What is Radon?
Radon is a radioactive gas that has no smell or taste and is invisible. This gas is produced when radioactive elements, such as uranium, decompose in the rock, soil, and even in the groundwater. People are exposed to radon most commonly by breathing air with radon particles.
How Does Radon Become a Problem?
Radon gas is all around us, but normally at such low levels that it does not pose a serious health risk. When the radon gas seeps through cracks or gaps in a building’s foundation, the gas can accumulate to dangerous levels inside the structure. When this gas is inhaled, the radioactive material gets stuck in the lungs and can have serious long-term health effects. The Environmental Protection Agency (EPA) recommends reducing radon levels in homes with a radon level of 4 picocuries per liter (pCi/L). They estimate that at this level or above, the risk of contracting cancer due to radon exposure is high enough that something should be done about it.
3 Reasons to Test for Radon Right Now
1. Radon Exposure Causes Cancer
Multiple studies have confirmed that radon exposure leads to cancer. The EPA estimates that radon exposure is the number one cause of lung cancer among non-smokers and is responsible for about 21,000 deaths related to lung cancer per year. For smokers, the risks of cancer due to exposure are much higher. Children are especially at risk for health problems due to radon exposure. Because children breathe more rapidly than adults, they can inhale more radon particles. Additionally, children’s lungs are smaller and can become damaged more quickly.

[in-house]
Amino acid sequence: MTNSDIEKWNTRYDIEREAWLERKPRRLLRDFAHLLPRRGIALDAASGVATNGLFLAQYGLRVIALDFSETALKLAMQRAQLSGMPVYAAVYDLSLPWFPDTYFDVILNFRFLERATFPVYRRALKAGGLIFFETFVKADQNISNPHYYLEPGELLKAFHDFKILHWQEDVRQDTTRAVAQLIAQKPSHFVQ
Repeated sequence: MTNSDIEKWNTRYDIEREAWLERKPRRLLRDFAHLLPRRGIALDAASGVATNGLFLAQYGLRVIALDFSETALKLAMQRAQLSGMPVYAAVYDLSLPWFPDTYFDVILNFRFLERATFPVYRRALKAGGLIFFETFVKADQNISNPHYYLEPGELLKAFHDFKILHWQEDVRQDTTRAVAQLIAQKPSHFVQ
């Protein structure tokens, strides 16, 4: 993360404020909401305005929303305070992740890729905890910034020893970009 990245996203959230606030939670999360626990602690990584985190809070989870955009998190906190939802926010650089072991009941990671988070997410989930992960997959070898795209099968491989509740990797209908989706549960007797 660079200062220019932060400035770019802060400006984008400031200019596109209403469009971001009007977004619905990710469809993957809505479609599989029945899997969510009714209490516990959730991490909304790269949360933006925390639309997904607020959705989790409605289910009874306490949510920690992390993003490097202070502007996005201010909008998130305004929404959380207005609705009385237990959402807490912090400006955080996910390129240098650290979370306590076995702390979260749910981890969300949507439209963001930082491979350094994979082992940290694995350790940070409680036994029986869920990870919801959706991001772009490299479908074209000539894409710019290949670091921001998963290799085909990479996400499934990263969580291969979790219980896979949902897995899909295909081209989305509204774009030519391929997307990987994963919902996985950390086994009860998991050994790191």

2. Getting your Home Tested for Radon is Inexpensive
Inexpensive home kits to test for radon levels can be purchased at home improvement retailers. These are typically “passive devices” meaning they don’t require power and rely on charcoal canisters, alpha-track detectors, and other similar means to detect radon levels. After the kit is opened in the home for a period of time, it is sent off to a lab for analysis.
While DIY testing is an option, the most efficient and accurate way to test for radon is to have a professional home inspector come and test your home. They will use an “active device” which is more sensitive, is able to continuously measure the rise and fall of radon levels within the home, and can test multiple areas. For true peace of mind about the levels of radon in your home, it is important to have your home tested for radon by a professional instead of using the DIY method. The cost of a professional radon test is still inexpensive, and well worth it when it comes to the health of your family.
3. You Can Decrease the Level of Radon in Your Home
If you have high radon levels in your home, it can be decreased fairly easily. The technology for mitigating radon in the home has advanced to the point that practically all homes can be fixed. In some cases, there are do-it-yourself fixes. But, to ensure that the radon in your home is mitigated safely and properly, you should hire a contractor who is certified by either the American Association of Radon Scientists and Technologists or the National Radon Safety Board (NRSB).
To Sum Up
- Radon is known to cause cancer
- It is relatively inexpensive to test for radon
- If you have high levels, you can decrease it and save lives